Montenegro Accused of Threatening Religious Freedom

A network of European religious liberties groups has criticised Montenegro’s draft law on religious freedom, alleging that it would violate the rights it says it intends to protect.

The European Platform on Religious Intolerance and Discrimination, EPRID, has sharply criticised the proposed new law, saying that it would “seriously violate rights of religious freedom and autonomy for churches and religious communities and unfairly discriminate against them”.

It raised its concerns in a joint letter signed by Jewish Contribution to an Inclusive Europe, Association Internationale pour la Défense de la Liberté Religieuse, Christian Solidarity Worldwide, the Conference of European Churches, the European Evangelical Alliance, Global Human Rights Defence, Human Rights Without Frontiers, Open Doors International and the International Buddhist Information Bureau.

"We firmly believe that the current Draft Law on Freedom of Religion in Montenegro does not comply with European and international standards on human rights and freedom of religion or belief," the letter said. 

The government proposed the law last July, explaining that the intention was to regulate religious freedom in accordance with EU standards. 

Under the law, all the churches and monasteries built before 1918 would become state property and part of the country's cultural heritage.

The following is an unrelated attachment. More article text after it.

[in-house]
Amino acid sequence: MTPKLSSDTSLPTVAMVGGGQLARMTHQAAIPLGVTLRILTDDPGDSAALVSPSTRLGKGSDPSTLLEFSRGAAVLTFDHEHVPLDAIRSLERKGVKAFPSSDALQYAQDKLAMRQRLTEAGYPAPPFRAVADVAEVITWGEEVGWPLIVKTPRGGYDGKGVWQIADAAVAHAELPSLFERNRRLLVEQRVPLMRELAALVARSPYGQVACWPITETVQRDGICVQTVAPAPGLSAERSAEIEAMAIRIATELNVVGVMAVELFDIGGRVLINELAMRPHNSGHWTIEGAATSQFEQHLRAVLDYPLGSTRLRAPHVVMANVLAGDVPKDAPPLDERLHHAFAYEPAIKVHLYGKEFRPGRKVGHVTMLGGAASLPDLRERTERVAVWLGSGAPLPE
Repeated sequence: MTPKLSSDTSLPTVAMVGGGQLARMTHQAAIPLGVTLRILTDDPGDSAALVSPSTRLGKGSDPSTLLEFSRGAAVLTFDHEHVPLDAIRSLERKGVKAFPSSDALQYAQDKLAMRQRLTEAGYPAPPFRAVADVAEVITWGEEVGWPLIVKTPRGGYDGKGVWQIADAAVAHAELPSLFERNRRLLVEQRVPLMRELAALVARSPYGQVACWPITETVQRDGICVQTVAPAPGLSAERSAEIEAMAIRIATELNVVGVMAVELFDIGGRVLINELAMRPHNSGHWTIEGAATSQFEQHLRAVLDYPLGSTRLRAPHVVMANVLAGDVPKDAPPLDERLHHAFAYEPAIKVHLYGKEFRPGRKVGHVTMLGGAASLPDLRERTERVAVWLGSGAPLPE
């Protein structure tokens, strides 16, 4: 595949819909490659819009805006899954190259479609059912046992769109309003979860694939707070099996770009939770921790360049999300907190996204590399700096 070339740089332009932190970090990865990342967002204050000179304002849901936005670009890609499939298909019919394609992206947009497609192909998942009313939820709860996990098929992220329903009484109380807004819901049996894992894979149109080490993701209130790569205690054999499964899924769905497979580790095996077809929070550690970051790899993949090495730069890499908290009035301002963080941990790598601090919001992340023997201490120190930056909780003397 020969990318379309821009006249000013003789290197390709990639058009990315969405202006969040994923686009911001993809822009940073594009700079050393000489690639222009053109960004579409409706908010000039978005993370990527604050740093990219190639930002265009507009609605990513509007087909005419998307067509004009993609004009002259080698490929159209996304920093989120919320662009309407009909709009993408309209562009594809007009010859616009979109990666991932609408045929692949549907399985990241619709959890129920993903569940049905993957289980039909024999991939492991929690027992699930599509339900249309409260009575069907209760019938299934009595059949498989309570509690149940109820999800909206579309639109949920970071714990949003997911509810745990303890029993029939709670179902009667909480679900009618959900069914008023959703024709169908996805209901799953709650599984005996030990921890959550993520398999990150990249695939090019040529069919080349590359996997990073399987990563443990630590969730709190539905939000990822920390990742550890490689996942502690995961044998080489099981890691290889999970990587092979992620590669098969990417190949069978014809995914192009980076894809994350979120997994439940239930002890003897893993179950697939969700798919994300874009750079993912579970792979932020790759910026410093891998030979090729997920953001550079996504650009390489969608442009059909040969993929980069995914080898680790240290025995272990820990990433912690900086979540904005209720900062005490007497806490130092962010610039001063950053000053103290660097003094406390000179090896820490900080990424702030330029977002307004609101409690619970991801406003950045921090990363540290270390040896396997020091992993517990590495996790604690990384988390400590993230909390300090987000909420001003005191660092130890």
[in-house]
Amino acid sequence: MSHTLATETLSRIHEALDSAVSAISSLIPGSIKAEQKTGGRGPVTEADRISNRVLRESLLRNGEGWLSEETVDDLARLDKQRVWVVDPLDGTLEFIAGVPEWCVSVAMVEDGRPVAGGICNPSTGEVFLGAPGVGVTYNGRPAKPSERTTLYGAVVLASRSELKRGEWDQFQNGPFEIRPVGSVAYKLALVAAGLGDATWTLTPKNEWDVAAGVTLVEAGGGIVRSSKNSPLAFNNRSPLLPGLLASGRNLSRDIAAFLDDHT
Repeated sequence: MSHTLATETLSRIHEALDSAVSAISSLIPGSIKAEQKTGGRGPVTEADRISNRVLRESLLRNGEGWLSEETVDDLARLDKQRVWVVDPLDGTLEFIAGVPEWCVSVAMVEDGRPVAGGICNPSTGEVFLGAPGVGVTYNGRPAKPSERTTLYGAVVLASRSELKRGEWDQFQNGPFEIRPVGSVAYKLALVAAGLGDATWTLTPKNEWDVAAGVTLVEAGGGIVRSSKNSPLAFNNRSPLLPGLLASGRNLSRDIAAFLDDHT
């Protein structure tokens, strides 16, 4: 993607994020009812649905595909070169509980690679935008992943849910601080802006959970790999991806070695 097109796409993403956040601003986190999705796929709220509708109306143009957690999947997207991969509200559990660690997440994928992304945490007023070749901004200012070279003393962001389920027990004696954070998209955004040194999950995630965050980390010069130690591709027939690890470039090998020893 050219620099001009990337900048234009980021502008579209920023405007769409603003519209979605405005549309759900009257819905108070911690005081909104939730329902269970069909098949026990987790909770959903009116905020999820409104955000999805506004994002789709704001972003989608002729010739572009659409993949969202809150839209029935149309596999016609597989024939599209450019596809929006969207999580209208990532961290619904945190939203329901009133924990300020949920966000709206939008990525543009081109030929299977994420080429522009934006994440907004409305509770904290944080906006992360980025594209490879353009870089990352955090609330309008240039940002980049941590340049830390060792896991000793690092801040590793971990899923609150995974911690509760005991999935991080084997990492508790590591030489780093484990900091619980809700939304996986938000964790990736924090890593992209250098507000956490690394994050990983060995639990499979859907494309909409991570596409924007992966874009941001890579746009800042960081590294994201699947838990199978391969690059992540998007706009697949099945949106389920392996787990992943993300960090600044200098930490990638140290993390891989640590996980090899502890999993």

Religious communities would also have to start to pay taxes, as well as to "confidentially inform the government" prior to appointing officials.

A public debate sparked fierce protests in last September, mostly from the Serbian Orthodox believers and priests. The Serbian Orthodox Church accused the government of seeking to discriminate against “the most populous religious community in Montenegro”.

The Islamic community and the Catholic Church were also unhappy about a number of proposed restrictions, and the government decided to postpone the adoption of the law to this year.

The EPRID network said freedom of religion would be limited by the new law because it would restrict who would be able to register and run religious communities in the country, and ban foreigners from establishing faith organizations.

"Those who do not have Montenegrin citizenship are excluded from the enjoyment of fundamental rights and freedoms in respect of religion [by the proposed law],” EPRID’s letter said.

“Only those organizations that have Montenegrin citizens, have no foreign references in their name and are headquartered in Montenegro enjoy those rights and freedoms. Other minorities do not. This constitutes a discriminatory act against foreign nationals and ethnic minorities," it alleged.

EPRID was particularly concerned over several provisions relating to religious education, which only would allow Montenegrin citizens to teach religion.

"If implemented, it would seriously undermine the autonomy of churches and religious communities in their operation and teaching. Those provisions would have the potential to undermine the right of churches and religious communities to autonomous government in such matters," the letter said.

Around 75 per cent of people in the country of some 650,000 are Orthodox Christians. In the last census, some 18 per cent declared themselves to be Muslims, while 3.5 per cent said they were Roman Catholics.